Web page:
World Can be Free from Malaria Menace by 2050, Say Lancet Experts
The experts mentioned, to meet that target, governments, scientists and public health leaders need to inject more money and innovation into fighting the disease and the mosquitoes that carry it.
Representative image. (Image: Reuters)
Malaria, a mosquito-borne disease, has become a global menace. While a number of countries, including Sri Lanka, Algeria, Armenia, Morocco, Turkmenistan, and the United Arab Emirates have been declared as malaria-free nations by the World Health Organisation, the health experts now believe that it is possible to eradicated malaria from the globe within a generation.
This has been revealed during the review of malaria eradication commissioned by The Lancet medical journal recently. The Lancet Commission’s review comes a few weeks after the WHO published a report on Malaria, where it mentioned that malaria eradication cannot be achieved soon, and that is an unrealistic goal with unknown costs.
The Lancet Commission review came on Sunday where 41 specialists said a future free of malaria, one of the world’s oldest and deadliest diseases, can be achieved as early as 2050. This rightly contradicts the conclusions by WHO.
“For too long, malaria eradication has been a distant dream, but now we have evidence that malaria can and should be eradicated by 2050,” said Richard Feachem, director of the Global Health Group at the University of California, San Francisco. He co-chaired the review of malaria eradication commissioned by The Lancet medical journal.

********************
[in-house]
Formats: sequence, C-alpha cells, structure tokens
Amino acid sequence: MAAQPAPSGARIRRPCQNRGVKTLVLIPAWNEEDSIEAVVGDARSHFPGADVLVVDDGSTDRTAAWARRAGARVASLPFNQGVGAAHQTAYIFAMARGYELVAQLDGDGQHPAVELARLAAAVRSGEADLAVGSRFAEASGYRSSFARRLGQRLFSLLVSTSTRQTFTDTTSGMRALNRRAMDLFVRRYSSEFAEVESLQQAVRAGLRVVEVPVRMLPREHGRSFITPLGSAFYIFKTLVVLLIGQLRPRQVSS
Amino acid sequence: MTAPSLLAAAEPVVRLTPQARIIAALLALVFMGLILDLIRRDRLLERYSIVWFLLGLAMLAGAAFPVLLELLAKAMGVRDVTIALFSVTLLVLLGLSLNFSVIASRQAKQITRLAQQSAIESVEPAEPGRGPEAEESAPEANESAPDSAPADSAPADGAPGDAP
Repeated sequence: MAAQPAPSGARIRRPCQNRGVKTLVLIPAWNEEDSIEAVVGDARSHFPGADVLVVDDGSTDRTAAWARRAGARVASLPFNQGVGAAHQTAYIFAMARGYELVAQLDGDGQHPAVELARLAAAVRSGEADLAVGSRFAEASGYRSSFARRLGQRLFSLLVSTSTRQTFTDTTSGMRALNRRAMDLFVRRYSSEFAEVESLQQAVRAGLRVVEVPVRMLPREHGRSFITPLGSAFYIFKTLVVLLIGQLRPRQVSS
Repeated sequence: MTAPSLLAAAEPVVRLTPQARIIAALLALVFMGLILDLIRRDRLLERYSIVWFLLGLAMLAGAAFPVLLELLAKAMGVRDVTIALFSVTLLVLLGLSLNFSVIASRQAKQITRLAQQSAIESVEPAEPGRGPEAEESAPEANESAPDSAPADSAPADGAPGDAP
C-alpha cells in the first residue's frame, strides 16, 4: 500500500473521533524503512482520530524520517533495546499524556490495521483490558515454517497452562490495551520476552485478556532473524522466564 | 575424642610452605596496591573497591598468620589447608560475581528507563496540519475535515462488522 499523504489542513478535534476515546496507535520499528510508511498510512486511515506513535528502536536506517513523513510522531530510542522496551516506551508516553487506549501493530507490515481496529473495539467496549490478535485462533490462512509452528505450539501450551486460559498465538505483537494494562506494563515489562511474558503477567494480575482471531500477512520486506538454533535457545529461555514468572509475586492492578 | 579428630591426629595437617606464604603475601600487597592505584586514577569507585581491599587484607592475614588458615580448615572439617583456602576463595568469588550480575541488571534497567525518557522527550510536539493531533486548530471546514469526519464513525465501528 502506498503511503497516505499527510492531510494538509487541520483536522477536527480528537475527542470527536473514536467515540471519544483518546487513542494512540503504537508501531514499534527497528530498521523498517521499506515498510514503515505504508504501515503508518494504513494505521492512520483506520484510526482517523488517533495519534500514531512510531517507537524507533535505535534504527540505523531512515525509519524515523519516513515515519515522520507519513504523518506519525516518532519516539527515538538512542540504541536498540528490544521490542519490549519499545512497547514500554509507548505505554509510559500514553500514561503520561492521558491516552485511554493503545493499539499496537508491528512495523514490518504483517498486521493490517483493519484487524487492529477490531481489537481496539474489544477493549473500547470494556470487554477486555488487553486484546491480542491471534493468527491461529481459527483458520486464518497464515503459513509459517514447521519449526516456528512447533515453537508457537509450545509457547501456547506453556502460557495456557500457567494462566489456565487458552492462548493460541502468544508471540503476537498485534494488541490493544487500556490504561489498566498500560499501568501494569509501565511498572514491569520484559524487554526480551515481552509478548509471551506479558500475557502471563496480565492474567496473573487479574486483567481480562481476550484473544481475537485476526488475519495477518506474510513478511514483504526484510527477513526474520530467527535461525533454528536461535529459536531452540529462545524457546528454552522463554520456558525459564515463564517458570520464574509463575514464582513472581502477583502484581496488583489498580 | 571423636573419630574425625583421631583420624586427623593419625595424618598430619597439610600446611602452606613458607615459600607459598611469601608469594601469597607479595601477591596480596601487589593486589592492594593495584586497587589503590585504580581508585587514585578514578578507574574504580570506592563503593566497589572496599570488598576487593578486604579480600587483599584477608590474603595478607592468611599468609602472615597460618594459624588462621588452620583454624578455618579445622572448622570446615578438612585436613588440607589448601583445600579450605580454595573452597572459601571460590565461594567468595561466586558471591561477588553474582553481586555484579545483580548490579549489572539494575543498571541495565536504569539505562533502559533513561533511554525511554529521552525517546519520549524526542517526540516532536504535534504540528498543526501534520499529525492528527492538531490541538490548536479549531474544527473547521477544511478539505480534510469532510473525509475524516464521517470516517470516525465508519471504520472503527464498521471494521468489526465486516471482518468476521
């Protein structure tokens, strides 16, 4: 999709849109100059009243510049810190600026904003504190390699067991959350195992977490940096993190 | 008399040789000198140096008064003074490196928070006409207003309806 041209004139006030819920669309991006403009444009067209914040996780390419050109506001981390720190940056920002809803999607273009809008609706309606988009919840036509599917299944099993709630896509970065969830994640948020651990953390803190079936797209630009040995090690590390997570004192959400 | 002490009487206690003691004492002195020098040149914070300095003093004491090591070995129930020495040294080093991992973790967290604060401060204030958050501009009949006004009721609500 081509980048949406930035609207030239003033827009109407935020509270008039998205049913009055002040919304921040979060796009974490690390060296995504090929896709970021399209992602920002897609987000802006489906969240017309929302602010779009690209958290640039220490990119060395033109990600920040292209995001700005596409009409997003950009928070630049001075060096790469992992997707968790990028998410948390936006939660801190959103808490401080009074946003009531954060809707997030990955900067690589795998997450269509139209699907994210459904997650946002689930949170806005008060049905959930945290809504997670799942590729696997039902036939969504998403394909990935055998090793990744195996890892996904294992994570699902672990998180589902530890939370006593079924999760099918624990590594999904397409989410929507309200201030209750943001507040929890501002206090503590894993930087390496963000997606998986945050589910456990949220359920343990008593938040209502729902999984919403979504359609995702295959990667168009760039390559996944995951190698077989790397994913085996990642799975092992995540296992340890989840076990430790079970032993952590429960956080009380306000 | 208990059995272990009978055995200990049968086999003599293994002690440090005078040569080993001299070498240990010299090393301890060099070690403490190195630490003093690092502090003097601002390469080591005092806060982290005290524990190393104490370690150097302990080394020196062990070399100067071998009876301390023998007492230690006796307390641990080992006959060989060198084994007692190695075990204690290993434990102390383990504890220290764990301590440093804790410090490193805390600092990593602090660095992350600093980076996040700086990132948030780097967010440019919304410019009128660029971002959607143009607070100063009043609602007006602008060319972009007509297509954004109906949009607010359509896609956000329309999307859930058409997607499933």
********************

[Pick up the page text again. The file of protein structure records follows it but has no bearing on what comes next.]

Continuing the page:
However, the experts mentioned, to meet that target, governments, scientists and public health leaders need to inject more money and innovation into fighting the disease and the mosquitoes that carry it. The report said that it will require “ambition, commitment and partnership like never before”.
Feachem added, “We must … challenge ourselves with ambitious targets and commit to the bold action needed to meet them.”
The Lancet report also focused on how the global health authorities could “choose to commit to a time-bound eradication goal that will bring purpose, urgency and dedication” to the fight.
In the year 2017 alone, Malaria infected about 219 million people globally, killing around 435,000 of them. Out of those who killed, the vast majority consisted of babies and children in the poorest parts of Africa. In fact, given the ongoing transmission, malaria kills a child every two minutes even today, globally.
Martin Edlund, head of the campaign group Malaria No More, said, “If we double down on ending malaria now, the world will reap massive social, humanitarian and economic benefits and save millions of people from needlessly dying from mosquito bites.”
Winnie Mpanju-Shumbusho, a Tanzanian doctor who co-chaired The Lancet Commission, said malaria eradication was “a public health and equity imperative”.
To eradicate the disease completely by 2050, the experts proposed three ways to speed up malaria’s decline. First, the existing malaria-fighting tools such as bednets, medicines and insecticides should be used more smartly. Second, the new tools such as vaccines should be developed. Third, the governments in both malaria-affected and malaria-free countries need to boost investment to accelerate progress.
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